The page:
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With 0.32.0, certbot-auto stopped working for some EOL distributions #6824

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caplod opened this Issue Mar 7, 2019 · 27 comments

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caplod commented Mar 7, 2019

OS: Debian Wheezy

Since yesterday certbot-auto stopped working with a message 'pip' is a package and cannot be directly executed

I ran this command:
certbot-auto --debug

output:

Bootstrapping dependencies for Debian-based OSes... (you can skip this with --no-bootstrap) Hit http://rspamd.com wheezy Release.gpg Hit http://rspamd.com wheezy Release Hit http://rspamd.com wheezy/main amd64 Packages Hit http://deb.freexian.com wheezy-lts Release.gpg Hit http://deb.freexian.com wheezy-lts-kernel Release.gpg Hit http://deb.freexian.com wheezy-lts Release Hit http://deb.freexian.com wheezy-lts-kernel Release Hit http://deb.freexian.com wheezy-lts/main amd64 Packages Hit http://deb.freexian.com wheezy-lts/contrib amd64 Packages Hit http://deb.freexian.com wheezy-lts/non-free amd64 Packages Hit http://deb.freexian.com wheezy-lts-kernel/main amd64 Packages Reading package lists... Done Reading package lists... Done Building dependency tree Reading state information... Done augeas-lenses is already the newest version. ca-certificates is already the newest version. libaugeas0 is already the newest version. libffi-dev is already the newest version. libssl-dev is already the newest version. openssl is already the newest version. python is already the newest version. python-dev is already the newest version. gcc is already the newest version. python-virtualenv is already the newest version. 0 upgraded, 0 newly installed, 0 to remove and 1 not upgraded. Creating virtual environment... Installing Python packages... /opt/eff.org/certbot/venv/bin/python: No module named pip.__main__; 'pip' is a package and cannot be directly executed Traceback (most recent call last): File "/tmp/tmp.mn0uym6MSb/pipstrap.py", line 177, in <module> sys.exit(main()) File "/tmp/tmp.mn0uym6MSb/pipstrap.py", line 149, in main pip_version = StrictVersion(check_output([python, '-m', 'pip', '--version']) File "/usr/lib/python2.7/subprocess.py", line 544, in check_output raise CalledProcessError(retcode, cmd, output=output) subprocess.CalledProcessError: Command '['/opt/eff.org/certbot/venv/bin/python', '-m', 'pip', '--version']' returned non-zero exit status 1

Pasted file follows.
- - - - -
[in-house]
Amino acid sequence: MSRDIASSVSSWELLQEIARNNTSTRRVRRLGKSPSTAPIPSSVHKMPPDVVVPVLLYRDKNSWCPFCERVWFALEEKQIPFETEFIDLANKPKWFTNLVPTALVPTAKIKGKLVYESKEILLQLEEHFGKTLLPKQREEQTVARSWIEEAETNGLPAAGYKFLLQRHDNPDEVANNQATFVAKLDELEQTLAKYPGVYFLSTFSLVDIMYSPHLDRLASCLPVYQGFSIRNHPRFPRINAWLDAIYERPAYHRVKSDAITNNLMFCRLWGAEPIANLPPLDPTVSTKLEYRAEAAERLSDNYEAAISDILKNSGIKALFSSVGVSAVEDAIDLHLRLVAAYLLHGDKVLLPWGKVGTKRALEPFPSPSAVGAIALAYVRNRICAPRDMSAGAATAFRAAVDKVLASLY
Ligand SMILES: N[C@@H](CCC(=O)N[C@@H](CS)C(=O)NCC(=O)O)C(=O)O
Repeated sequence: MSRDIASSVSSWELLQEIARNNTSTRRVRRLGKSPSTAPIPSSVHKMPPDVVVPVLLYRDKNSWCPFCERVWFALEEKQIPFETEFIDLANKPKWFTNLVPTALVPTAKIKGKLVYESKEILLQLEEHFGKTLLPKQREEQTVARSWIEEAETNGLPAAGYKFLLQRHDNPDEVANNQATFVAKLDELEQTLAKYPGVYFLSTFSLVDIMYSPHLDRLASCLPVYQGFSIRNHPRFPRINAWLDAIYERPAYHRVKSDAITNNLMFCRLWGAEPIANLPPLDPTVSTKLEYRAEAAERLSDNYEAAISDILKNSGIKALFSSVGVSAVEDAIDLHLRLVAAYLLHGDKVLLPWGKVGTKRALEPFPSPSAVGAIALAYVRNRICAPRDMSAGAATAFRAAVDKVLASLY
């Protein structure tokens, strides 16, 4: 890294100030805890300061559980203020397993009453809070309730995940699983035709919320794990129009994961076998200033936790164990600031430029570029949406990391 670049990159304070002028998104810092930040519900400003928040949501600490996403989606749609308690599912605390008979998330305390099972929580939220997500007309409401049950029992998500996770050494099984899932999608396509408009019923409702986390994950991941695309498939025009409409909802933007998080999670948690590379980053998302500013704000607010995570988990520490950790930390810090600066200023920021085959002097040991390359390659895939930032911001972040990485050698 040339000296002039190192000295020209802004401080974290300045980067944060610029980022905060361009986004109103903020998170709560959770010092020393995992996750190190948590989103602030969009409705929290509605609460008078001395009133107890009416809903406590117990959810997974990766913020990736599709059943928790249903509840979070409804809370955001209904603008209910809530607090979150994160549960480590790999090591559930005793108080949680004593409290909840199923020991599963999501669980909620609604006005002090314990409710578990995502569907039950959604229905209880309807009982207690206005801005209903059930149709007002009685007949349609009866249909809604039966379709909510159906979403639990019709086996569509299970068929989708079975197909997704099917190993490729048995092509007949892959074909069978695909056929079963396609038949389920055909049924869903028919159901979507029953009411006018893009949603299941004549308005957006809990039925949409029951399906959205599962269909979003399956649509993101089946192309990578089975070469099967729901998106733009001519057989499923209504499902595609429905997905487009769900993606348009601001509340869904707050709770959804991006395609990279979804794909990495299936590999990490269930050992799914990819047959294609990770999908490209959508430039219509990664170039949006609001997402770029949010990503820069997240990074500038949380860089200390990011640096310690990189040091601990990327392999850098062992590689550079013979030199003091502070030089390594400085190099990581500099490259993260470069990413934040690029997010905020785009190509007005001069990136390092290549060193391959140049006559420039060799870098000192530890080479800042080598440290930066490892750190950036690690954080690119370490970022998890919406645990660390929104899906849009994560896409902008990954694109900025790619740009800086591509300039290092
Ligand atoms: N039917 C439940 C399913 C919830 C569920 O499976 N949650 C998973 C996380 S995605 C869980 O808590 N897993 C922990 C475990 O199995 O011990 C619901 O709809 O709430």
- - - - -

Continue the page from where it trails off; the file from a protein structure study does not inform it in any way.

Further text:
@RaphaelRochet

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RaphaelRochet commented Mar 7, 2019

Got the same, after an auto upgrade from 0.30.0 to 0.32.0

@tariver

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tariver commented Mar 7, 2019

Second that, after upgrade from 0.31.0 to 0.32.0
Installing Python packages... /opt/eff.org/certbot/venv/bin/python: No module named pip.__main__; 'pip' is a package and cannot be directly executed Traceback (most recent call last): File "/tmp/tmp.AEi9JsFBtv/pipstrap.py", line 177, in <module> sys.exit(main()) File "/tmp/tmp.AEi9JsFBtv/pipstrap.py", line 149, in main pip_version = StrictVersion(check_output([python, '-m', 'pip', '--version']) File "/usr/lib/python2.7/subprocess.py", line 544, in check_output raise CalledProcessError(retcode, cmd, output=output) subprocess.CalledProcessError: Command '['/opt/eff.org/certbot/venv/bin/python', '-m', 'pip', '--version']' returned non-zero exit status 1
Debian 7.9 wheezy

@olemd